How big? The Gartner consulting group estimates that, in less than five years, CMOs will have larger technology budgets than CIOs or CTOs! By taking charge of the company’s relationships with its customers, the marketing department will come to control other aspects of the budget, such as directing research and development. More than two-thirds of large, American businesses now employ a “Chief Marketing Technologist,” according to Gartner.
CRM Transforms Marketing
One of the ways marketing is moving to take control of the customer conversation is through CRM software. CRM stands for “Customer Relationship Management” — a way of organizing marketing around lifelong relationships with customers. The Economist credits marketers embracing CRM as one source of their growing influence.
At SixEstate, we have been evaluating CRM solutions for over a year. The promise of CRM is that is will unite various other databases into one database centered around the customer and programmed for growth. In the past, the data going into CRM was held in silos in different departments of the company, making it difficult for any one department to see the whole picture.
With CRM, the goal is to join together a database of customers and prospects with banking, accounting, sales, marketing, customer service, investor relations, media relations — you name it. Everyone goes into the same database — employees, investors, suppliers, customers, friends, etc. Then they all get friended on the social networks and worked over for referrals, new business, feedback — whatever marketing can pull out of them.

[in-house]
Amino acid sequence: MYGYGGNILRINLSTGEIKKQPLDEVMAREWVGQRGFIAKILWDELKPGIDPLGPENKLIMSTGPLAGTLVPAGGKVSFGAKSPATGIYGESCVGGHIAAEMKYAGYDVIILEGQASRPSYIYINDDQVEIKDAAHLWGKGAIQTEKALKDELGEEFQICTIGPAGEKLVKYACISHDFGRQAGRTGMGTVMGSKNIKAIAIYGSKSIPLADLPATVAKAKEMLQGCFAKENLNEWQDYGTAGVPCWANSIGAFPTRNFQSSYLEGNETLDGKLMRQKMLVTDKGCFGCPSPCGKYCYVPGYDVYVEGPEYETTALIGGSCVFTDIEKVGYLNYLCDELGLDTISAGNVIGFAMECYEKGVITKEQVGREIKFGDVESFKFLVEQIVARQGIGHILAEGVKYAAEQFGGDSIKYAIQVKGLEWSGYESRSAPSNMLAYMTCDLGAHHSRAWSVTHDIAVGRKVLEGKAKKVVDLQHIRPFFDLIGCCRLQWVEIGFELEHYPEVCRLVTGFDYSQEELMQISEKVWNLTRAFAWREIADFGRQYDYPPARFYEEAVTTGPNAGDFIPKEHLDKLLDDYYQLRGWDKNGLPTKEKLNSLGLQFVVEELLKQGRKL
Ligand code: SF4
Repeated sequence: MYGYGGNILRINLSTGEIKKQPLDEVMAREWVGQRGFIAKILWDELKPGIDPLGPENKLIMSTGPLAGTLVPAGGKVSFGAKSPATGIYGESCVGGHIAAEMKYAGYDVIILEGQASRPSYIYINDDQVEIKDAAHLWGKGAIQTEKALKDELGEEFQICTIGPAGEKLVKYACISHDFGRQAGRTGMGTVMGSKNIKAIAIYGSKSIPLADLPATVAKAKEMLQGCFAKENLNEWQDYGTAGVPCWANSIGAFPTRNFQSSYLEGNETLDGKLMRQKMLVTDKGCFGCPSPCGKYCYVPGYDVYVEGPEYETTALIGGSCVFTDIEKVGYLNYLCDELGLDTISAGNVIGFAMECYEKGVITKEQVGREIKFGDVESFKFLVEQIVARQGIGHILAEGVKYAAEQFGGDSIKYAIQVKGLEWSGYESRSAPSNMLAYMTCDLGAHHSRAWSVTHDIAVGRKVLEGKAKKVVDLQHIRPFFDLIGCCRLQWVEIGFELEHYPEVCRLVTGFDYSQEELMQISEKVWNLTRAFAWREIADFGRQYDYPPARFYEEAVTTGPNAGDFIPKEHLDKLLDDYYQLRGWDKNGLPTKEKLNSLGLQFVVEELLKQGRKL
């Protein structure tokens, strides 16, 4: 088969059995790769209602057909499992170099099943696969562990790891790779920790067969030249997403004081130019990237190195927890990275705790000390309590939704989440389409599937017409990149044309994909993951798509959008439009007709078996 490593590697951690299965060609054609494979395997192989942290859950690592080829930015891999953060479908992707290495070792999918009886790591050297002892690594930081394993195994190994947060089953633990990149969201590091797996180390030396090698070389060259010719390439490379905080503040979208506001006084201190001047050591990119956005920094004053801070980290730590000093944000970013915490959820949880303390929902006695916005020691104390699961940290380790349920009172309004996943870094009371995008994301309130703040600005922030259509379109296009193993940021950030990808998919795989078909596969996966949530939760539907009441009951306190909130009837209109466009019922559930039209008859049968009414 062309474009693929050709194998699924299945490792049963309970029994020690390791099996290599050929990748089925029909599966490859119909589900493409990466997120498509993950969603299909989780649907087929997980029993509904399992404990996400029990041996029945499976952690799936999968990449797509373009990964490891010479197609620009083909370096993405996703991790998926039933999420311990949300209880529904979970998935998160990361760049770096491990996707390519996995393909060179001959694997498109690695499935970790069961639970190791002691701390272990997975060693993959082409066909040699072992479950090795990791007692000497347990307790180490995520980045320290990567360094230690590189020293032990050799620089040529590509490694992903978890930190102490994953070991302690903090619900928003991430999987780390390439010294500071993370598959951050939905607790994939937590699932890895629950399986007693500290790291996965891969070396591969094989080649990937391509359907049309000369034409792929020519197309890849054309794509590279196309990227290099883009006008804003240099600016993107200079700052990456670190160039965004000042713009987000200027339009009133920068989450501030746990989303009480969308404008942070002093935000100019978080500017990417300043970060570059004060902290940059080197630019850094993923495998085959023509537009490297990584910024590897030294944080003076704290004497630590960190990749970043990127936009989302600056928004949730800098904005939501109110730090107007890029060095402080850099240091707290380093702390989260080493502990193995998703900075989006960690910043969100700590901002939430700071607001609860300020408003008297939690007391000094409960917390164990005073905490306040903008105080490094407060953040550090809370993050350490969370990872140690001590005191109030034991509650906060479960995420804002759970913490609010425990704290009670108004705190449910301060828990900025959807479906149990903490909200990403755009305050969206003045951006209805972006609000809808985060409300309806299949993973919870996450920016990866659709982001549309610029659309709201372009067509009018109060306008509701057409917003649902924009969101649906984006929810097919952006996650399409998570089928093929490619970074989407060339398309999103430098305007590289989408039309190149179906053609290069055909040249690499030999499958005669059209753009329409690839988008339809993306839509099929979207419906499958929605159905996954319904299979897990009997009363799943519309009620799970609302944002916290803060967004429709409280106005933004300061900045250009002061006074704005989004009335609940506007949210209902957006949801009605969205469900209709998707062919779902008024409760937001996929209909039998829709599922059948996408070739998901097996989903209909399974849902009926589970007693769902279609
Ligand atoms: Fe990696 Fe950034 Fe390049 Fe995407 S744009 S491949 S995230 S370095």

The idea of a CRM solution is that the organization adds everyone it brushes up against to the database, then manages communications with them in a scientific manner. Tasks can be set up with deadlines; progressive scripts stored for drip marketing; calculations made on revenue per customer. Prospects can be assigned to sales reps and conversions tracked for evaluations. Journalists can be assigned to media relations personal and every contact can be tracked. Customer service reps can see entire client histories and measure their performance against group standards.
Salesforce vs. Zoho
The leader in CRM right now is Salesforce.com. We’ve had several trial subscriptions to Salesforce, but we’ve never been able to pull the trigger on an expensive paid subscription because our business just isn’t big enough to benefit enough. Oracle purchased Eloqua in December to add to their CRM muscle. Microsoft offers its own popular version, Microsoft Dynamics. You can expect more brutal competition in the future between Oracle, Microsoft and Salesforce over cloud-based CRM.